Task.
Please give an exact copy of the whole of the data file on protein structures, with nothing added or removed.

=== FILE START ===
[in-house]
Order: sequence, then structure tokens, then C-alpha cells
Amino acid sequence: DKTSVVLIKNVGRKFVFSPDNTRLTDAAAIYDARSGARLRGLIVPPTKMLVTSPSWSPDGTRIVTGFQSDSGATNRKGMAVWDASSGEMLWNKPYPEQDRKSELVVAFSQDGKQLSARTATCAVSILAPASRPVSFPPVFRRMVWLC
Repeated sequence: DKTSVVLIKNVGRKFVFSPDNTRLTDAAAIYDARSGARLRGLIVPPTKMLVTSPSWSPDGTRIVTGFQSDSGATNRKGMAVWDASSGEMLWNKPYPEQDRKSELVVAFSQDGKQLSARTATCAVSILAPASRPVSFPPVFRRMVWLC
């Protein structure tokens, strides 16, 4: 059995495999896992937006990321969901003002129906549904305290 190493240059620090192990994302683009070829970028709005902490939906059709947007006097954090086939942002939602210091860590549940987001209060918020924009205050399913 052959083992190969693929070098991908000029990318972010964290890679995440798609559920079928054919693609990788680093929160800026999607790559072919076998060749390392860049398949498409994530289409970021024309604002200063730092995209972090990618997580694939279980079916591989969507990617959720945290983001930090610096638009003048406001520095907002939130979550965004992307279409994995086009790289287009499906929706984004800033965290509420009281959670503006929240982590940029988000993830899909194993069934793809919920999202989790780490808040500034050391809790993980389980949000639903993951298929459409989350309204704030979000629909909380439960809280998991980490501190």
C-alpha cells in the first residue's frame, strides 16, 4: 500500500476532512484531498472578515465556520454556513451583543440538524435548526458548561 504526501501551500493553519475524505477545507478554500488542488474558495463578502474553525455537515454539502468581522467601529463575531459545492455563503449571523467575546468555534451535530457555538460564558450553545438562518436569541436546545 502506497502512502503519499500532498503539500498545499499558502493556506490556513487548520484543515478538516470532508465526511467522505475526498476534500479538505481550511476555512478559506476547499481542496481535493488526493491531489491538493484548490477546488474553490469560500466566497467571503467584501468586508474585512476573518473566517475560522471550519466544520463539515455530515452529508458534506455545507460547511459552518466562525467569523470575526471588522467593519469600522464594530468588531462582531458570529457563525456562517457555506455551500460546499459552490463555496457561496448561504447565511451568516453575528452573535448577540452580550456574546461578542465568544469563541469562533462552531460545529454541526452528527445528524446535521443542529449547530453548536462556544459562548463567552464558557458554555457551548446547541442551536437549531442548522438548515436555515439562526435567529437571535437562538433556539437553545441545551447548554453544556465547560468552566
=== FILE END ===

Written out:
[in-house]
Order: sequence, then structure tokens, then C-alpha cells
Amino acid sequence: DKTSVVLIKNVGRKFVFSPDNTRLTDAAAIYDARSGARLRGLIVPPTKMLVTSPSWSPDGTRIVTGFQSDSGATNRKGMAVWDASSGEMLWNKPYPEQDRKSELVVAFSQDGKQLSARTATCAVSILAPASRPVSFPPVFRRMVWLC
Repeated sequence: DKTSVVLIKNVGRKFVFSPDNTRLTDAAAIYDARSGARLRGLIVPPTKMLVTSPSWSPDGTRIVTGFQSDSGATNRKGMAVWDASSGEMLWNKPYPEQDRKSELVVAFSQDGKQLSARTATCAVSILAPASRPVSFPPVFRRMVWLC
């Protein structure tokens, strides 16, 4: 059995495999896992937006990321969901003002129906549904305290 190493240059620090192990994302683009070829970028709005902490939906059709947007006097954090086939942002939602210091860590549940987001209060918020924009205050399913 052959083992190969693929070098991908000029990318972010964290890679995440798609559920079928054919693609990788680093929160800026999607790559072919076998060749390392860049398949498409994530289409970021024309604002200063730092995209972090990618997580694939279980079916591989969507990617959720945290983001930090610096638009003048406001520095907002939130979550965004992307279409994995086009790289287009499906929706984004800033965290509420009281959670503006929240982590940029988000993830899909194993069934793809919920999202989790780490808040500034050391809790993980389980949000639903993951298929459409989350309204704030979000629909909380439960809280998991980490501190």
C-alpha cells in the first residue's frame, strides 16, 4: 500500500476532512484531498472578515465556520454556513451583543440538524435548526458548561 504526501501551500493553519475524505477545507478554500488542488474558495463578502474553525455537515454539502468581522467601529463575531459545492455563503449571523467575546468555534451535530457555538460564558450553545438562518436569541436546545 502506497502512502503519499500532498503539500498545499499558502493556506490556513487548520484543515478538516470532508465526511467522505475526498476534500479538505481550511476555512478559506476547499481542496481535493488526493491531489491538493484548490477546488474553490469560500466566497467571503467584501468586508474585512476573518473566517475560522471550519466544520463539515455530515452529508458534506455545507460547511459552518466562525467569523470575526471588522467593519469600522464594530468588531462582531458570529457563525456562517457555506455551500460546499459552490463555496457561496448561504447565511451568516453575528452573535448577540452580550456574546461578542465568544469563541469562533462552531460545529454541526452528527445528524446535521443542529449547530453548536462556544459562548463567552464558557458554555457551548446547541442551536437549531442548522438548515436555515439562526435567529437571535437562538433556539437553545441545551447548554453544556465547560468552566